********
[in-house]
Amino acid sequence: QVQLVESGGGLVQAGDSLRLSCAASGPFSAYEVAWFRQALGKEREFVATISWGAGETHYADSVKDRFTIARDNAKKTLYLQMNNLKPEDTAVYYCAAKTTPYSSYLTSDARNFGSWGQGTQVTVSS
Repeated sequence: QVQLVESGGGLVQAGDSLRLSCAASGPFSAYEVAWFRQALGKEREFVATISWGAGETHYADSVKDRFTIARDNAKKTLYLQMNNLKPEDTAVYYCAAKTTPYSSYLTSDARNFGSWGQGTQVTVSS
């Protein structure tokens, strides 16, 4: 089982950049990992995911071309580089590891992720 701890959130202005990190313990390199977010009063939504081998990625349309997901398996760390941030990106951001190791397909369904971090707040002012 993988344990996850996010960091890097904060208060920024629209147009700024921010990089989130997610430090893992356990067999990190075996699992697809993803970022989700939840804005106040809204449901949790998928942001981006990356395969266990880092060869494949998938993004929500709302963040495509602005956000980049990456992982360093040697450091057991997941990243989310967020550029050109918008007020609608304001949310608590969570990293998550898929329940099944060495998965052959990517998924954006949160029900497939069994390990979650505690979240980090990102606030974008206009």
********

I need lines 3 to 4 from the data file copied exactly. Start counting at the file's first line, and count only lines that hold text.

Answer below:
Repeated sequence: QVQLVESGGGLVQAGDSLRLSCAASGPFSAYEVAWFRQALGKEREFVATISWGAGETHYADSVKDRFTIARDNAKKTLYLQMNNLKPEDTAVYYCAAKTTPYSSYLTSDARNFGSWGQGTQVTVSS
């Protein structure tokens, strides 16, 4: 089982950049990992995911071309580089590891992720 701890959130202005990190313990390199977010009063939504081998990625349309997901398996760390941030990106951001190791397909369904971090707040002012 993988344990996850996010960091890097904060208060920024629209147009700024921010990089989130997610430090893992356990067999990190075996699992697809993803970022989700939840804005106040809204449901949790998928942001981006990356395969266990880092060869494949998938993004929500709302963040495509602005956000980049990456992982360093040697450091057991997941990243989310967020550029050109918008007020609608304001949310608590969570990293998550898929329940099944060495998965052959990517998924954006949160029900497939069994390990979650505690979240980090990102606030974008206009």